Enlarge / For this map, red’s bad. (credit: Hsiang, Kopp, Jina, Rising, et al. (Science, 2017))
One of the challenges of understanding climate change is that both the expected change in temperatures and the effects that will have vary depending on the location.
So Oregon’s climate won’t change in the same way Georgia’s will.

And, even if it did, the impact of those changes will be different, since the two states start off with different climates and economies.
So understanding the regional impact of climate change has been a real challenge.
But it’s a challenge worth tackling since most of the planning for how to deal with climate change will have to occur at the regional level (especially in the US). Now, a group of researchers has built a model that tracks many of the economic outcomes of climate change, and it does so for every single county in the US’ contiguous 48 states.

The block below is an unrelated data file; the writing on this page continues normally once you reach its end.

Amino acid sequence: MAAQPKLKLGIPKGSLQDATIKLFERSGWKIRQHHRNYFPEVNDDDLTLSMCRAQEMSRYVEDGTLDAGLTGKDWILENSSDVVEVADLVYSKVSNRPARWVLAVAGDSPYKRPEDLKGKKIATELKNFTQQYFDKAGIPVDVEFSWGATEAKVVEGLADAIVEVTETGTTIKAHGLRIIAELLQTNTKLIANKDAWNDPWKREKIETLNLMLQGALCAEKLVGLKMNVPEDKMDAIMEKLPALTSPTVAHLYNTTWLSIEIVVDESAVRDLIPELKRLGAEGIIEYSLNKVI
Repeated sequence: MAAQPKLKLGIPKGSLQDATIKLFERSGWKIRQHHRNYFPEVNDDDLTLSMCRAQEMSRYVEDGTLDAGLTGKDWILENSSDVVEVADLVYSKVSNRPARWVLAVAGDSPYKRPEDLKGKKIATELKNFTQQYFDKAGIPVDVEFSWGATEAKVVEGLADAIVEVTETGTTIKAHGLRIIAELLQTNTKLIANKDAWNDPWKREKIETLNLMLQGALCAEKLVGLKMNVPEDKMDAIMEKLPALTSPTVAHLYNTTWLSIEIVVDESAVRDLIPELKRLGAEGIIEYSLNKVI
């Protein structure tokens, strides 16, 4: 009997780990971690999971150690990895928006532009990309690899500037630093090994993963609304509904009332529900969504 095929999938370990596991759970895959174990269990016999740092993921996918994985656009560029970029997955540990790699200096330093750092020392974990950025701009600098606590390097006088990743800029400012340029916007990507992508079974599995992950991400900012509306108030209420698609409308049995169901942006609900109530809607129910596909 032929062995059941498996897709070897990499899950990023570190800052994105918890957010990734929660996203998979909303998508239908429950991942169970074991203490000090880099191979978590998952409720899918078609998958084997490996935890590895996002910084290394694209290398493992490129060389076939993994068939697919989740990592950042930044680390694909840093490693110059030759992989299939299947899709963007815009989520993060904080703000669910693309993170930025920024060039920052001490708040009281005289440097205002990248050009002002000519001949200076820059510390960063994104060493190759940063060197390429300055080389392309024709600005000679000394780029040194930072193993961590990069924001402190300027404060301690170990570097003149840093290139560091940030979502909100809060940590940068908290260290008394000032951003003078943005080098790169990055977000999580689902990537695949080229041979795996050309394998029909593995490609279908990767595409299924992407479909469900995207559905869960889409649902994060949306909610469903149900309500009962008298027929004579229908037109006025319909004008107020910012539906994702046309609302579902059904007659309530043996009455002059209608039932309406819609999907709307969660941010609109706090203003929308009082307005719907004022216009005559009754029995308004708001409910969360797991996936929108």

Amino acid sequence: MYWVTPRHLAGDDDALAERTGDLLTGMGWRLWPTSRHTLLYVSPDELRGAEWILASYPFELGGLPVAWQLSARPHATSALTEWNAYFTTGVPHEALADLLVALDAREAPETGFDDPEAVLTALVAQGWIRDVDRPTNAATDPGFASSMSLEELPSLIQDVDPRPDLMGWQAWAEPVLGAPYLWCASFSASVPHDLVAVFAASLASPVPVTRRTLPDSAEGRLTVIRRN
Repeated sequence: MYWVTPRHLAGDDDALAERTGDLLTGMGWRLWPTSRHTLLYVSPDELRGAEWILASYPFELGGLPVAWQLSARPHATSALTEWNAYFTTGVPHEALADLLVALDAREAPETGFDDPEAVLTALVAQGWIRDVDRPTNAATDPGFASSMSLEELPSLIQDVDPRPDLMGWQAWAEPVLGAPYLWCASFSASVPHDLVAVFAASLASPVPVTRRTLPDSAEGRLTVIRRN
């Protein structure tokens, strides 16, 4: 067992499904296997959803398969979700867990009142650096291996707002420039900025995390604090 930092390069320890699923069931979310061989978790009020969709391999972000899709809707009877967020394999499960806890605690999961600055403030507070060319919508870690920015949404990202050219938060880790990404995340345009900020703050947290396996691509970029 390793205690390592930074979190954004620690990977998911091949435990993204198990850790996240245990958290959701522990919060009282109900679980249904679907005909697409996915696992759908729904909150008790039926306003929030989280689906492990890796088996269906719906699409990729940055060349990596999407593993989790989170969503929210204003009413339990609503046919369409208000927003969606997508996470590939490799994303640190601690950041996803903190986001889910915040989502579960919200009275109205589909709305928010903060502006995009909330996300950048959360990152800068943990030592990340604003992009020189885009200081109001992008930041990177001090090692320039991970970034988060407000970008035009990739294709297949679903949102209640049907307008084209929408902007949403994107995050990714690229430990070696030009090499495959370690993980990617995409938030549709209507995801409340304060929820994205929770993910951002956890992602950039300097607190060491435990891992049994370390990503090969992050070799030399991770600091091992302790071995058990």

The results show that the overall impact on the country as a whole will happen near the end of this century.

But the model also shows that problems won’t be evenly distributed, and the poorest counties are likely to bear the brunt of the damage.
Getting empirical
To generate the future temperatures, the researchers worked with the IPCC’s emissions scenarios.

They then used a set of simplified climate models to produce temperature and precipitation estimates for each month at the end of this century.

Each day in that month had some weather variability added in order to make 10 different potential scenarios.

These provide the raw material for estimating economic impacts, along with a range of possible outcomes.
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